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Deportation exhibit faces obstacles in Berlin

Organizers of a traveling exhibit about Nazi deportations say serious obstacles are making a Berlin stop difficult.

The organizers are planning a silent, candlelight march in Berlin on April 12, in memory of the 4,600 Jewish children and youth deported from the German capital during World War II. An estimated 1.5 million children were deported from across Europe to Nazi death camps.

The exhibit, “Train of Commemoration” – made up of several train cars containing photos and film – will be in Berlin April 13-22.

Exhibit organizers and the International Auschwitz Committee are protesting what they consider obstacles – both financial and physical – placed in their way by the current German railway, Deutsche Bahn.

The non-profit association behind the exhibit still doesn’t know exactly where the train will pull in, since the Deutsche Bahn won’t let them use the new main rail station or the old Grunewald station, where a memorial financed by Deutsche Bahn marks “track 17,” from which deportation trains headed east.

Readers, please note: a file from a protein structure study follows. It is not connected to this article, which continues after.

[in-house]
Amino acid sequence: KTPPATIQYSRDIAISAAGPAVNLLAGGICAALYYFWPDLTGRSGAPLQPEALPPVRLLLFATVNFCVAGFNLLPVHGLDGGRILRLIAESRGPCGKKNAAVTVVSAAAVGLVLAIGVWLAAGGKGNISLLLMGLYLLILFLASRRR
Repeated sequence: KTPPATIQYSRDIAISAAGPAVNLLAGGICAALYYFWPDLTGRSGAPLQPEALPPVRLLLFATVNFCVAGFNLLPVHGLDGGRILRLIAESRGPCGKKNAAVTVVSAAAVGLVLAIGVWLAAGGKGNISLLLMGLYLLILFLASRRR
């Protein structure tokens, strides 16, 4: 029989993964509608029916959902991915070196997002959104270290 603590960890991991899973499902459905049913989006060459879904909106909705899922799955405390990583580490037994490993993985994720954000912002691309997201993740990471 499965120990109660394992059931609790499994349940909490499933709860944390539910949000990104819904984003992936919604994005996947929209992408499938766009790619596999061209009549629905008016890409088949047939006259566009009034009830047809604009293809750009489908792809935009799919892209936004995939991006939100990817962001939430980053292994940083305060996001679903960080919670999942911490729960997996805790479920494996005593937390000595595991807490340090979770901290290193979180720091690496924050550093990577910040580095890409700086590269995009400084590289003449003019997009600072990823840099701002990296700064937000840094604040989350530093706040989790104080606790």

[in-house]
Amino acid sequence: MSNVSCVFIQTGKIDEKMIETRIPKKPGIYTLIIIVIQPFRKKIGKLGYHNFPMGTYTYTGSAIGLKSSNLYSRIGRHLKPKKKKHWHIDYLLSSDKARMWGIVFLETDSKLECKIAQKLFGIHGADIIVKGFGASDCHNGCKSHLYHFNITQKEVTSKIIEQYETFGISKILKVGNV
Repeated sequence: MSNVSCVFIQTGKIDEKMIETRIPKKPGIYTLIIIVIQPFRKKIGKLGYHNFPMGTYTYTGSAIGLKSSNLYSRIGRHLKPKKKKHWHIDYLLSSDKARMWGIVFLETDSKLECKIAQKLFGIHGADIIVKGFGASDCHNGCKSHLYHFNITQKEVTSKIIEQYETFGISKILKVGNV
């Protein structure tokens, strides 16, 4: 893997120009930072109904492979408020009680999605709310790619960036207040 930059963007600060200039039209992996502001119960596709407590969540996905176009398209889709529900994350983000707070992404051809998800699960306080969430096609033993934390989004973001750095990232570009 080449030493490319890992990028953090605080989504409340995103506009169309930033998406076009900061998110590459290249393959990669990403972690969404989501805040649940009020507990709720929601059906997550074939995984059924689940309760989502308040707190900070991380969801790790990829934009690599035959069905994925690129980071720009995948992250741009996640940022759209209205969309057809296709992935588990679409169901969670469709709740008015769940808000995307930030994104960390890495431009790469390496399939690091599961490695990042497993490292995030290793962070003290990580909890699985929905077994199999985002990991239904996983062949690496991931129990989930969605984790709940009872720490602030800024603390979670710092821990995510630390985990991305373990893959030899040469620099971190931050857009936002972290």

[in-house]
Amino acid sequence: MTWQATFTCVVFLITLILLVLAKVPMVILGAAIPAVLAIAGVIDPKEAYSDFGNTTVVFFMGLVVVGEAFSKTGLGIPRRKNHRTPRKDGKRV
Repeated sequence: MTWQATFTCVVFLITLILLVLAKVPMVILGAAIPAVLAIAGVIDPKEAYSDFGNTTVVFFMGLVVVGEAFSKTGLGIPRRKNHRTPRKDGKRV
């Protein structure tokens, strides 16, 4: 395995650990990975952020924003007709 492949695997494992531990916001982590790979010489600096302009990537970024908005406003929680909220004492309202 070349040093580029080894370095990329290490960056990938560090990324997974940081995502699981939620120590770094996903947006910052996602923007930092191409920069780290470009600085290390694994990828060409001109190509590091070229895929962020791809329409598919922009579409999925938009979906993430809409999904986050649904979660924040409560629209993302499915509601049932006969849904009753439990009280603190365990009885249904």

They also are protesting the railway’s track fees of up to $166,000 as their exhibit traverses some 3,700 miles, to 60 stations in Germany. The exhibit was launched in November and its last stop is to be at the former Auschwitz extermination camp in Poland on May 8, the 63rd anniversary of the end of World War II.

A railway spokesperson said the protesters appeared to ignore “our years of active remembrance work.” The spokesman added that it is required by law to collect fees for track use.

Tensions have been high, with the railway threatening to sue Duesseldorf Jewish leader Michael Szentei-Heise for recently suggesting that current railway director Hartmut Mehdorn would have sympathized with Nazis.

A separate exhibit, “Special Trains to Death,” co-sponsored by the Deutsche Bahn, opened in Berlin in January and is being shown in stations across the country. It is based on an extensive exhibit at the Deutsche Bahn Museum in Nuremberg and includes photos and biographies of Jewish children deported from France, collected by Serge and Beate Klarsfeld.

 

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